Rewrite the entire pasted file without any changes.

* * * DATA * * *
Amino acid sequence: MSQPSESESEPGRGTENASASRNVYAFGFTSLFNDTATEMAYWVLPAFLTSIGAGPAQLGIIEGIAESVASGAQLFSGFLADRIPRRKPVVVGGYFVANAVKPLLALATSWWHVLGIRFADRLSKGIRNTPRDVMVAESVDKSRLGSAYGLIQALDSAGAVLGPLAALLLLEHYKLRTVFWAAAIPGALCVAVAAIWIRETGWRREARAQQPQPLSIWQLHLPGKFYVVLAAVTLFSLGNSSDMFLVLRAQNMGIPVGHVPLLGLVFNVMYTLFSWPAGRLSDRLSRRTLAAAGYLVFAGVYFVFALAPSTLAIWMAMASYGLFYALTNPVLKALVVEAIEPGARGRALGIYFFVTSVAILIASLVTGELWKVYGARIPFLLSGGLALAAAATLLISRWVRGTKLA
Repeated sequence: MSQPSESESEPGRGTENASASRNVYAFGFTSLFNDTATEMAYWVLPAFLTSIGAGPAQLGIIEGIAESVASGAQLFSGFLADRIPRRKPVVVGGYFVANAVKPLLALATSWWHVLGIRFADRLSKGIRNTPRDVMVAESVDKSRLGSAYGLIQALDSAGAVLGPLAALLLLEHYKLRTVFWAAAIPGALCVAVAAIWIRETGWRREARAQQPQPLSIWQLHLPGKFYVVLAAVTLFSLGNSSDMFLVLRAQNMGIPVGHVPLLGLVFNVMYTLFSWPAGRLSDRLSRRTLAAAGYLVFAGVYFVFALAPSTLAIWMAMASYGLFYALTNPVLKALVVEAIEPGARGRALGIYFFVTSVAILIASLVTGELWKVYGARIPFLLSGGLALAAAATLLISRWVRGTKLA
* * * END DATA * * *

Amino acid sequence: MSQPSESESEPGRGTENASASRNVYAFGFTSLFNDTATEMAYWVLPAFLTSIGAGPAQLGIIEGIAESVASGAQLFSGFLADRIPRRKPVVVGGYFVANAVKPLLALATSWWHVLGIRFADRLSKGIRNTPRDVMVAESVDKSRLGSAYGLIQALDSAGAVLGPLAALLLLEHYKLRTVFWAAAIPGALCVAVAAIWIRETGWRREARAQQPQPLSIWQLHLPGKFYVVLAAVTLFSLGNSSDMFLVLRAQNMGIPVGHVPLLGLVFNVMYTLFSWPAGRLSDRLSRRTLAAAGYLVFAGVYFVFALAPSTLAIWMAMASYGLFYALTNPVLKALVVEAIEPGARGRALGIYFFVTSVAILIASLVTGELWKVYGARIPFLLSGGLALAAAATLLISRWVRGTKLA
Repeated sequence: MSQPSESESEPGRGTENASASRNVYAFGFTSLFNDTATEMAYWVLPAFLTSIGAGPAQLGIIEGIAESVASGAQLFSGFLADRIPRRKPVVVGGYFVANAVKPLLALATSWWHVLGIRFADRLSKGIRNTPRDVMVAESVDKSRLGSAYGLIQALDSAGAVLGPLAALLLLEHYKLRTVFWAAAIPGALCVAVAAIWIRETGWRREARAQQPQPLSIWQLHLPGKFYVVLAAVTLFSLGNSSDMFLVLRAQNMGIPVGHVPLLGLVFNVMYTLFSWPAGRLSDRLSRRTLAAAGYLVFAGVYFVFALAPSTLAIWMAMASYGLFYALTNPVLKALVVEAIEPGARGRALGIYFFVTSVAILIASLVTGELWKVYGARIPFLLSGGLALAAAATLLISRWVRGTKLA